Just some of the questions that presumably won’t be answered in the new series of Charlie Brooker’s dystopian anthology series Black Mirror, somewhere between The Twilight Zone with an app and The Thick Of It on acid.

A typical instalment takes an aspect of modern technology, politics, or life in general and pushes it a few steps into the future – but just how plausible has each episode been so far?

Series 1 (2011)

Episode 1: The National Anthem

Premise: A member of the Royal Family is kidnapped and will only be released unharmed if the Prime Minister agrees to have sexual intercourse with a pig on live television.

Instead of predicting the future, Black Mirror’s first episode unwittingly managed to foreshadow an allegation about the past: Charlie Brooker says at the time he was unaware of the story surrounding David Cameron and a pig-based activity that occurred at Oxford university. But there’s absolutely no evidence that the Cameron story is true, and real political kidnappings tend to have rather more prosaic goals. On the other hand, it’s hard to say that something akin to the events portrayed could NEVER happen.

Plausibility rating: 2 out of 5

Episode 2: Fifteen Million Merits

Premise: Sometime in the future, most of the population is forced to earn money by pedalling bikes to generate electricity, while constantly surrounded by unskippable adverts. The only hope of escape is winning an X-Factor-style game show.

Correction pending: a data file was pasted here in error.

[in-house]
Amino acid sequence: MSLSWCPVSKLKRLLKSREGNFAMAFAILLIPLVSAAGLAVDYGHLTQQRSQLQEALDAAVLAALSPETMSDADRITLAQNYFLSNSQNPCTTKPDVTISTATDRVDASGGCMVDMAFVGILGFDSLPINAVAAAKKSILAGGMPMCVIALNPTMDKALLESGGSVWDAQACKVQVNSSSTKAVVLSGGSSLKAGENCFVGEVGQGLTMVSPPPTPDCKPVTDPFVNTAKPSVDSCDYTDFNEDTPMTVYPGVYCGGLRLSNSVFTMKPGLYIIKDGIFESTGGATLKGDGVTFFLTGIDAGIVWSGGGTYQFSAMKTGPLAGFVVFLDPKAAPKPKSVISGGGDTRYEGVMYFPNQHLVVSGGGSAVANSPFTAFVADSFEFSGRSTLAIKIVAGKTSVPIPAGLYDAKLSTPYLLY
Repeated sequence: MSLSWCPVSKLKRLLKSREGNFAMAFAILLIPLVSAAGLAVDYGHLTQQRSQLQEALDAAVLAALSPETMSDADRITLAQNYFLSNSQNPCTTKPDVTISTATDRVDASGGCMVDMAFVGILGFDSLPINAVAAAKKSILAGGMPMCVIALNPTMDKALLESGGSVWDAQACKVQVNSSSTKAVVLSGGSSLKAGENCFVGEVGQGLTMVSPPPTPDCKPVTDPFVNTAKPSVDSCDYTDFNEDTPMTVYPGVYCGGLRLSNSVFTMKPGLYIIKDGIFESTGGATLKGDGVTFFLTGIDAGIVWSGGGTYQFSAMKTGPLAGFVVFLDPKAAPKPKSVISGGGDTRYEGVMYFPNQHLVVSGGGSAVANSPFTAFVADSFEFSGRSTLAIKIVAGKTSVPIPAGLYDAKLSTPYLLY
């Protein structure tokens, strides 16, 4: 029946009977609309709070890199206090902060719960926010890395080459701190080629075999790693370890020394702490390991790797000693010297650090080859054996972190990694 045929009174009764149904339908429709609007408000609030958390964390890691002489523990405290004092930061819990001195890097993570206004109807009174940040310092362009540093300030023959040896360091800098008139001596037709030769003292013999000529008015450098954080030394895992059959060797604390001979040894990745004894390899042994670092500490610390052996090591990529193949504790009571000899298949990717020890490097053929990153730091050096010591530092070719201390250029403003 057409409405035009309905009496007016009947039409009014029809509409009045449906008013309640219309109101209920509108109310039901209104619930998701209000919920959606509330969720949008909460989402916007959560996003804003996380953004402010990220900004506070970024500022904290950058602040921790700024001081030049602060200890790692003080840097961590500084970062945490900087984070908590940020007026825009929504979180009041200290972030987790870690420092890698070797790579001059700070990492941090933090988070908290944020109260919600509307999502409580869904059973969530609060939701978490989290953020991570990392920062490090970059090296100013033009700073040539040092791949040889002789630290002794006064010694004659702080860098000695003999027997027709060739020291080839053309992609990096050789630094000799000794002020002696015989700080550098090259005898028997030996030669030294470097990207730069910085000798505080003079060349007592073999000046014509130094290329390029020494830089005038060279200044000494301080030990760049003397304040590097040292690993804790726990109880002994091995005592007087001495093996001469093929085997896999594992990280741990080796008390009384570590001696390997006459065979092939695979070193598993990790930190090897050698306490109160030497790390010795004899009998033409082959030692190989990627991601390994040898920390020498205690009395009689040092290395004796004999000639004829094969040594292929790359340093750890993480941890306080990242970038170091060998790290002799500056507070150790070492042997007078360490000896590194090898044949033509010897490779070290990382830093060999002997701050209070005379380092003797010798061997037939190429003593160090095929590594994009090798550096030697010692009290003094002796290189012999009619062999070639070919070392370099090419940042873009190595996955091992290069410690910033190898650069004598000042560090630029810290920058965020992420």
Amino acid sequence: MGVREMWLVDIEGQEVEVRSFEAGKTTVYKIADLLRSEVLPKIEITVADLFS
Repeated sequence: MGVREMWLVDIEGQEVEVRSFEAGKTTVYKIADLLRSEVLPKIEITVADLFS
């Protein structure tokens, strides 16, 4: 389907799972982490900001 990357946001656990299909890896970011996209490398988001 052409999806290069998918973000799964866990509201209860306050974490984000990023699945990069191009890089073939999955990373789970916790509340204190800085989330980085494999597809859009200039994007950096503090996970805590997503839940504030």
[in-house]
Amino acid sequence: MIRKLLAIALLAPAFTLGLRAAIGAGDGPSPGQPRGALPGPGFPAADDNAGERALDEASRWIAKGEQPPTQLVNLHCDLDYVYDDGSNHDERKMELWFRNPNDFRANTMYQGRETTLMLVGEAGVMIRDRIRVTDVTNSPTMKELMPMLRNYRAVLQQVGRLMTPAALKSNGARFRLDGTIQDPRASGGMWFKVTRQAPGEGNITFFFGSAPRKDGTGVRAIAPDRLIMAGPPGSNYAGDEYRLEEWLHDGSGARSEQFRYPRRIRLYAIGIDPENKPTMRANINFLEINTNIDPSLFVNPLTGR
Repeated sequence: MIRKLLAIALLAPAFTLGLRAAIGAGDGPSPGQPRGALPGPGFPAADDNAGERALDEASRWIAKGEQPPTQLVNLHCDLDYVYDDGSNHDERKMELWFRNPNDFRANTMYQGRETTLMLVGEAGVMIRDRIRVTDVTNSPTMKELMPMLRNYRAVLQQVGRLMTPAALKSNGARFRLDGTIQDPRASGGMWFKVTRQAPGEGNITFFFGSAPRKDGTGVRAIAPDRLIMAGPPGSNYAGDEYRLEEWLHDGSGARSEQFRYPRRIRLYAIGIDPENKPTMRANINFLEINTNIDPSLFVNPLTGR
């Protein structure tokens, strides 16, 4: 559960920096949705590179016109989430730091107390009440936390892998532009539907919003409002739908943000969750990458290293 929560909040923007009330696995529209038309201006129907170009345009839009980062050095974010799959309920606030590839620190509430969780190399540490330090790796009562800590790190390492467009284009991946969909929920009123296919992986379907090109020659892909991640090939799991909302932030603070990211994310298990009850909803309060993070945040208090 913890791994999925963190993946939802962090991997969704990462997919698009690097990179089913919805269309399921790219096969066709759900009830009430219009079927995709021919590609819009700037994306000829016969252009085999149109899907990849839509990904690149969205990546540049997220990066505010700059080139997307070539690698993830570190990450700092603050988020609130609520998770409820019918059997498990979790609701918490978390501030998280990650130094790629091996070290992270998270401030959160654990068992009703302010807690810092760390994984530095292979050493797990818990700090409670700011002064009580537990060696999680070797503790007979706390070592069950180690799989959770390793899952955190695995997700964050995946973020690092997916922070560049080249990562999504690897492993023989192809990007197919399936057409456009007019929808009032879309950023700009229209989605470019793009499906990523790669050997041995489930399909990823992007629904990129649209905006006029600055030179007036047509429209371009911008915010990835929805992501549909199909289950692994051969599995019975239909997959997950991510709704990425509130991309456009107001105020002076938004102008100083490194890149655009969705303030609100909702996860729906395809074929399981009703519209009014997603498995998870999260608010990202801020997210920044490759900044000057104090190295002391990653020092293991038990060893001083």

In 2012, a Brazilian prison announced an innovative method of combating overcrowding. Prisoners were given the option to spend some of their time on electricity-producing bikes; for every 16 hours they spent on the bike, a day would be knocked off their sentence.

The first step to bicycle-dystopia? Probably not. The amount of electricity a human body can produce through pedalling (or any other way, for that matter) is pretty negligible, especially when you take account of the cost of the food you’d have to eat to have enough energy to pedal all day. Maybe the bike thing is a sort of metaphor. Who can say?

Plausibility rating: 0 out of 5

Episode 3: The Entire History of You

Premise: Everyone has a device implanted in their heads that records everything that happens to them and allows them to replay those recordings at will.